The Differences Between Deionized Water and Demineralized Water

Written by wayne howard | 13/05/2017
The Differences Between Deionized Water and Demineralized Water
Water goes through a lot to be drinkable. (Clean water and water bubbles in blue image by Suto Norbert from

Even though there is water all around us in abundance, much of it is not drinkable or usable in its current state. That is because not only is a lot of our water contaminated, some water has excess salt or minerals as well as harmful bacteria. Two processes, deionisation and demineralisation, help to make water usable. These terms are often confused with each other but usually done together.


Deionising water is a process that uses ion exchange resins to remove ionised salt from the water. This process can theoretically remove all traces of salt from water. In practice, this process also removes harmful things such as viruses, bacteria and organic materials. Commercial grade deionisation equipment also not only removes the ionised salt molecules, sodium, but they replace them with hydrogen to soften the water.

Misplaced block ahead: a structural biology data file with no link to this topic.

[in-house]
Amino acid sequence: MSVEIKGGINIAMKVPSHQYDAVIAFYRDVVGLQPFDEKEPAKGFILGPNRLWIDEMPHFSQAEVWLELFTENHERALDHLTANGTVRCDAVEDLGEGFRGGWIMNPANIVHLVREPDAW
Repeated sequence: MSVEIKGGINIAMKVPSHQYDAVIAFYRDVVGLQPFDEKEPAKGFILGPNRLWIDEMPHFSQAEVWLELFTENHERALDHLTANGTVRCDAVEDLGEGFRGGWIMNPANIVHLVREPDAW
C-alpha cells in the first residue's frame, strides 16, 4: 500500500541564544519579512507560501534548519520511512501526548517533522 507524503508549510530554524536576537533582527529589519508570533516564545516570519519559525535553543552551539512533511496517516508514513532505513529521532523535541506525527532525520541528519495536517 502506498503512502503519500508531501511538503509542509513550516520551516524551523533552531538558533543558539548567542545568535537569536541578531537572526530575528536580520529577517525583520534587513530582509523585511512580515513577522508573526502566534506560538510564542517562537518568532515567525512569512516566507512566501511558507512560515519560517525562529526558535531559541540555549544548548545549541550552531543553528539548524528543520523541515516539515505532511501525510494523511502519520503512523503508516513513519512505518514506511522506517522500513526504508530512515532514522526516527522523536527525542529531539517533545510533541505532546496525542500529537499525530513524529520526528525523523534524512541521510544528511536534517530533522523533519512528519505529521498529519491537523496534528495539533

Demineralisation is often a term used interchangeably with deionisation. Demineralisation is essentially removing all the minerals that can be found in natural water. This process is usually done when the water will be used for chemical processes and the minerals present may interfere with the other chemicals. All chemistic and beauty products have to be made with demineralised water for this reason.

Key Differences

Deionisation and demineralisation, while being similar, have key differences. Deionisation removes ionised salt from the water. Demineralisation removes minerals from the water such as calcium, magnesium and many others. Much of the drinking water that we consume goes through both processes.

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